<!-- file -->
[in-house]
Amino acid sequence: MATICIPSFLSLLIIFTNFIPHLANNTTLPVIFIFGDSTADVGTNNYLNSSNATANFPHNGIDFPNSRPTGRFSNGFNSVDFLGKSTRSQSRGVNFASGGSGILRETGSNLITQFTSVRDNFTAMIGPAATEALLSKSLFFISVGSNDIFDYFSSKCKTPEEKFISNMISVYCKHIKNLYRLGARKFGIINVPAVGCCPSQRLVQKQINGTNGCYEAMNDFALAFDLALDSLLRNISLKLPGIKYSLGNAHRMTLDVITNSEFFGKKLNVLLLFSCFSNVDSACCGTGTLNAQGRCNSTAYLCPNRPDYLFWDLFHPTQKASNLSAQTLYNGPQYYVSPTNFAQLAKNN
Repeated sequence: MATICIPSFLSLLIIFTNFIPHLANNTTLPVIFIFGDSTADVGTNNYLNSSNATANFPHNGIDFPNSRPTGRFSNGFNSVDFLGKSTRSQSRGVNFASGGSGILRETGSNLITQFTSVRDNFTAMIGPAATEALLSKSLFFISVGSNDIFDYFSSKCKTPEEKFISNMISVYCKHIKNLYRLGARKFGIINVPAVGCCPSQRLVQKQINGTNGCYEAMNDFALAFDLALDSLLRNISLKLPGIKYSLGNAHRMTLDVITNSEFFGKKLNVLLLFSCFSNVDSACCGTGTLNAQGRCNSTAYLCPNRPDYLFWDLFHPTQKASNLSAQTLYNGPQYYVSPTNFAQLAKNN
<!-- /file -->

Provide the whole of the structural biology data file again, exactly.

[in-house]
Amino acid sequence: MATICIPSFLSLLIIFTNFIPHLANNTTLPVIFIFGDSTADVGTNNYLNSSNATANFPHNGIDFPNSRPTGRFSNGFNSVDFLGKSTRSQSRGVNFASGGSGILRETGSNLITQFTSVRDNFTAMIGPAATEALLSKSLFFISVGSNDIFDYFSSKCKTPEEKFISNMISVYCKHIKNLYRLGARKFGIINVPAVGCCPSQRLVQKQINGTNGCYEAMNDFALAFDLALDSLLRNISLKLPGIKYSLGNAHRMTLDVITNSEFFGKKLNVLLLFSCFSNVDSACCGTGTLNAQGRCNSTAYLCPNRPDYLFWDLFHPTQKASNLSAQTLYNGPQYYVSPTNFAQLAKNN
Repeated sequence: MATICIPSFLSLLIIFTNFIPHLANNTTLPVIFIFGDSTADVGTNNYLNSSNATANFPHNGIDFPNSRPTGRFSNGFNSVDFLGKSTRSQSRGVNFASGGSGILRETGSNLITQFTSVRDNFTAMIGPAATEALLSKSLFFISVGSNDIFDYFSSKCKTPEEKFISNMISVYCKHIKNLYRLGARKFGIINVPAVGCCPSQRLVQKQINGTNGCYEAMNDFALAFDLALDSLLRNISLKLPGIKYSLGNAHRMTLDVITNSEFFGKKLNVLLLFSCFSNVDSACCGTGTLNAQGRCNSTAYLCPNRPDYLFWDLFHPTQKASNLSAQTLYNGPQYYVSPTNFAQLAKNN